Sputnik Escalates the Cold War
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Naguib, Mohammed (1901–1984)

Egyptian military officer, prime minister (1952–1954), and president of Egypt (1953–1954). Born on 20 February 1901 in Khartoum, Sudan, Mohammed Naguib graduated from the Royal Military Academy in Cairo in 1925. He led a machine gun and infantry regiment in the Sinai in the 1948 Arab-Israeli War and was wounded three times.

Naguib was one of the leaders of the Committee of Free Officers (El-Doubat El-Ahrar), a secret group established in 1947 by young nationalist army officers who were determined to end British rule in Egypt and the political excesses of King Farouk I and sought to introduce social reforms. In 1951 Naguib became commander of infantry forces in the Egyptian Army as a major general.

On 23 July 1952, the Committee of Free Officers, including Naguib and Lieutenant Colonel Gamal Abdel Nasser, led a popularly supported coup against Farouk's government. A Revolutionary Council of eleven officers, with Naguib as ostensible leader, then assumed control of Egypt. Naguib became commander of the Egyptian armed forces. On 26 July he presented Farouk with an ultimatum to abdicate and leave Egypt immediately. Farouk departed the same day. On 18 June 1953, following introduction of a new constitution, Naguib declared Egypt a republic and became president of Egypt.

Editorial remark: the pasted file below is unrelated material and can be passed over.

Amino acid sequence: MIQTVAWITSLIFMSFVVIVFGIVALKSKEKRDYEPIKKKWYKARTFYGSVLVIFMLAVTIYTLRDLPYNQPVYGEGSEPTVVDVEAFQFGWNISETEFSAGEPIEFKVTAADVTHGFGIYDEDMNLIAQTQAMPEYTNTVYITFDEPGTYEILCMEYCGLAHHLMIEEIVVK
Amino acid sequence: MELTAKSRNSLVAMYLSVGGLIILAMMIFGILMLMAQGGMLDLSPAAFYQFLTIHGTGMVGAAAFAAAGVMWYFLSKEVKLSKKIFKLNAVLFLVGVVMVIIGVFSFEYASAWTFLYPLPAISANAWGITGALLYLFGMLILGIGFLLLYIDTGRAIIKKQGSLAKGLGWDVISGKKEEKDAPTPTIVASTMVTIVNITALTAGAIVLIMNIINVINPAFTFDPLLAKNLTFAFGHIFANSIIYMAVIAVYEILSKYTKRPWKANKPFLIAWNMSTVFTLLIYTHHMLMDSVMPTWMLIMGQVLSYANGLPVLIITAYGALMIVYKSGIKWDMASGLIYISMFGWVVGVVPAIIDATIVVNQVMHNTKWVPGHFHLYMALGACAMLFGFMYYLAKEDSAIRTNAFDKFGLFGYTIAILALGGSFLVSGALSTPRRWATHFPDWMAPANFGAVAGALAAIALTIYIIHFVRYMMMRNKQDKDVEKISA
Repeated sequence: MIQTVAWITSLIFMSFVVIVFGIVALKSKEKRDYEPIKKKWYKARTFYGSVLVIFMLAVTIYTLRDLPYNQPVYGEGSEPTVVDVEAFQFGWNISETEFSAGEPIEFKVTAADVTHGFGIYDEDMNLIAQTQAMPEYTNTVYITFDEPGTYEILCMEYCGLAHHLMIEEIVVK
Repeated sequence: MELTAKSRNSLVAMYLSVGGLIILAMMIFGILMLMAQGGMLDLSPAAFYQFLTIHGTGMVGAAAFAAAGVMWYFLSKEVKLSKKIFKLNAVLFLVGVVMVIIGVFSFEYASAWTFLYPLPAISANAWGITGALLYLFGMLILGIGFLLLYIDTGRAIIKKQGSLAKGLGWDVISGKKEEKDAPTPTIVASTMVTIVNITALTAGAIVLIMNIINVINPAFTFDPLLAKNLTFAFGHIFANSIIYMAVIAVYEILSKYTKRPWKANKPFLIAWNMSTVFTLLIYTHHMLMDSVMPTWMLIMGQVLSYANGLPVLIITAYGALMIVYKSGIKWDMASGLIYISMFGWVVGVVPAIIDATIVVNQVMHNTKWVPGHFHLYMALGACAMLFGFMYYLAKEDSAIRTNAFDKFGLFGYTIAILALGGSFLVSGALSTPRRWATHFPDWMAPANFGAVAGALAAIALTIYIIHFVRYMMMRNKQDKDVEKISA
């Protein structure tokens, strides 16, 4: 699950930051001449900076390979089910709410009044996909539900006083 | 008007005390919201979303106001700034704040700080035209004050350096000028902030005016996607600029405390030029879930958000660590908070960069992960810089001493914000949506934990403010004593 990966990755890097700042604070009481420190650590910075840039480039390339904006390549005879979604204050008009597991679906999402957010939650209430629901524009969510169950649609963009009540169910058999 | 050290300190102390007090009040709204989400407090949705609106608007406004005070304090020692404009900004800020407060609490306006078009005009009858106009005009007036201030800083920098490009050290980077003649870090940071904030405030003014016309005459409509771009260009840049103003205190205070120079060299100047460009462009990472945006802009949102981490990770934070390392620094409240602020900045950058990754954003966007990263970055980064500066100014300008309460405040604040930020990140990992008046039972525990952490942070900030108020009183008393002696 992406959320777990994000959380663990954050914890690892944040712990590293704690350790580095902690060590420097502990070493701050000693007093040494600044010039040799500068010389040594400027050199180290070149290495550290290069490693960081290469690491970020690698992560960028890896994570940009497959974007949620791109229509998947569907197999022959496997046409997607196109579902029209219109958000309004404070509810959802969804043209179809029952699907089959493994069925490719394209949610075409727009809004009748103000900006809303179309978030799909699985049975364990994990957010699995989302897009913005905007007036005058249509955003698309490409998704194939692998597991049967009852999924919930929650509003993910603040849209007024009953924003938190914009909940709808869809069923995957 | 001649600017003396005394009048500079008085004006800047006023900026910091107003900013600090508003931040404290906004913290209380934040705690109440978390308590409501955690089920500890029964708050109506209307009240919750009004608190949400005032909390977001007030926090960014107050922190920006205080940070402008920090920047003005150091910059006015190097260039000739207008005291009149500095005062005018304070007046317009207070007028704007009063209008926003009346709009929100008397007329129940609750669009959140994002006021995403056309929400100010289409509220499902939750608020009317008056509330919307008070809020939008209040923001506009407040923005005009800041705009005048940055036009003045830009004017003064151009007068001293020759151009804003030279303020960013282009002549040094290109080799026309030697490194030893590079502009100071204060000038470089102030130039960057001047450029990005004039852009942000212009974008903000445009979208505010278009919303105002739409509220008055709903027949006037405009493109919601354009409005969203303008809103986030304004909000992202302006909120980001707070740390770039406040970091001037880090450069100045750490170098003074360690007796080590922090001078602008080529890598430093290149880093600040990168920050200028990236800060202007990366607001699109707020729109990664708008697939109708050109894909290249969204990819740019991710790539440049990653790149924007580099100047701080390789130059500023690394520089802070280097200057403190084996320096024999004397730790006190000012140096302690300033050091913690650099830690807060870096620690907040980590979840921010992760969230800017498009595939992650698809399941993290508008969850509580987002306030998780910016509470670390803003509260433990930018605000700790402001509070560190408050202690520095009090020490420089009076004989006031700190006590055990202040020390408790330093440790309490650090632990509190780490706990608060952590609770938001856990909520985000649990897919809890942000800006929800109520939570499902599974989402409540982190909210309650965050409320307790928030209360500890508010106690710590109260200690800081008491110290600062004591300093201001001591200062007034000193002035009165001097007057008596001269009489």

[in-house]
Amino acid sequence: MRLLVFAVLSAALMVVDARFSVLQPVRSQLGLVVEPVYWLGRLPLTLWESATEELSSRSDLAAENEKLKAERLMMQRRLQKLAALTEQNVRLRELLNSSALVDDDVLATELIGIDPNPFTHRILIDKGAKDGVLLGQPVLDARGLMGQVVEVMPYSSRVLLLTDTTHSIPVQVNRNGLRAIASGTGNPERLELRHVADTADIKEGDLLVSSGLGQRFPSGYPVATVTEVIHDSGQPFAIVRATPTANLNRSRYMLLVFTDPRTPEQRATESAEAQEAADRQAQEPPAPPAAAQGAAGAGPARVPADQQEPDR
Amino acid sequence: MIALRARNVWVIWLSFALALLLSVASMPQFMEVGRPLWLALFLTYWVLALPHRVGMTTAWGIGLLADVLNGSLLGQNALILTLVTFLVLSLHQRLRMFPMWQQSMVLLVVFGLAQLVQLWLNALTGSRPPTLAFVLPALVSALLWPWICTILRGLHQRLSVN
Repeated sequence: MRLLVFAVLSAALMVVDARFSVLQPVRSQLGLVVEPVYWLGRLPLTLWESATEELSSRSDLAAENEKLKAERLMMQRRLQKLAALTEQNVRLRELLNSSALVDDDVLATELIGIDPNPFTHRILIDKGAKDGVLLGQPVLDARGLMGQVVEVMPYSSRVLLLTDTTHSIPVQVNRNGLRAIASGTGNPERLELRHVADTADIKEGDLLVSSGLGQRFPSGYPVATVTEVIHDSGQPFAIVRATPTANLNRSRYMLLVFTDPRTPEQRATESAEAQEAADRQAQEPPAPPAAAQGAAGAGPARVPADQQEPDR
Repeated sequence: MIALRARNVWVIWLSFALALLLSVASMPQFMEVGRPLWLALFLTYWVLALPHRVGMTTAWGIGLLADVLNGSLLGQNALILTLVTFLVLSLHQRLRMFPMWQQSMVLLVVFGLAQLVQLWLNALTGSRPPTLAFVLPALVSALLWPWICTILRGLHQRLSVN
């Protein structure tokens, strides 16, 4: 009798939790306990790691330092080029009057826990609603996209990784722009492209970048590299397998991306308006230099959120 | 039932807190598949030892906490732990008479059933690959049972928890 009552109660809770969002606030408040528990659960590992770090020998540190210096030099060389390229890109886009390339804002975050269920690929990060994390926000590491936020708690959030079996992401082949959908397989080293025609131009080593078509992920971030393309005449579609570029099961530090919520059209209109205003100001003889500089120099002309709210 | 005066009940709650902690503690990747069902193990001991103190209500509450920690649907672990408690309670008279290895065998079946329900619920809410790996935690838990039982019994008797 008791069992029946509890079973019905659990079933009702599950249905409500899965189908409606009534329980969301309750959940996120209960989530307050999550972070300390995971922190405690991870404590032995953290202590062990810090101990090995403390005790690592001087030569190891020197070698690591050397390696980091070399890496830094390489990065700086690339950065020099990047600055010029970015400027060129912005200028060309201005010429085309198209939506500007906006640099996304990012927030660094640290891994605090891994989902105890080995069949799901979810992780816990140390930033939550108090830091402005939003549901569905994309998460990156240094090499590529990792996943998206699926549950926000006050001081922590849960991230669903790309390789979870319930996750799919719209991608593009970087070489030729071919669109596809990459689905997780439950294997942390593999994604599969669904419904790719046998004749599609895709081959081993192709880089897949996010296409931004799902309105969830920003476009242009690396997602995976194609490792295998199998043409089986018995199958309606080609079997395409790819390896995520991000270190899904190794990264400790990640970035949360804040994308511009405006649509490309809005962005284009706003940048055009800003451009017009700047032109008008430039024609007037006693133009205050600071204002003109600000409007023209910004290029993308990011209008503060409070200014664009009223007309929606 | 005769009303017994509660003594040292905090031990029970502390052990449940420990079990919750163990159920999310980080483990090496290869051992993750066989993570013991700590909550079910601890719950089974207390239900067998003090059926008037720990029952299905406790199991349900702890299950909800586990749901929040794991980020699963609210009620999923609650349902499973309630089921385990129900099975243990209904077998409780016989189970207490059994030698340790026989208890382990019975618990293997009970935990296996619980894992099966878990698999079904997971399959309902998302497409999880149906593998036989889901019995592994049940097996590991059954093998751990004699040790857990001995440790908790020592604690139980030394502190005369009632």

The revolutionary leaders claimed to be animated by five basic principles: an end to colonialism, an end to economic inequality, the maintenance of a strong military, embrace of social justice and economic reform, and support for the democratic process. Naguib was much more cautious and conservative than many of the other younger officers. Nasser was the real leader of the movement from the beginning, and during February–May 1954 he and his supporters stripped Naguib of his posts. By May, Nasser had replaced Naguib as prime minister and president of the Revolutionary Council, leaving him only with the nominal position of president. Finally, in November 1954, the Revolutionary Council deprived Naguib of the presidency as well and, accusing him of treating with enemies of the revolution, placed him under house arrest. President Anwar Sadat, Nasser's successor, freed Naguib in 1971. Naguib died on 28 August 1984 in Cairo.

Nilly Kamal


Further Reading
Vatikotis, P. J. Egypt since the Revolution. London: Allen and Unwin, 1968.; Vatikotis, P. J. The Egyptian Army in Politics. Bloomington: Indiana University Press, 1961.; Wheelock, Keith. Nasser's New Egypt. New York: Praeger, 1960.
 

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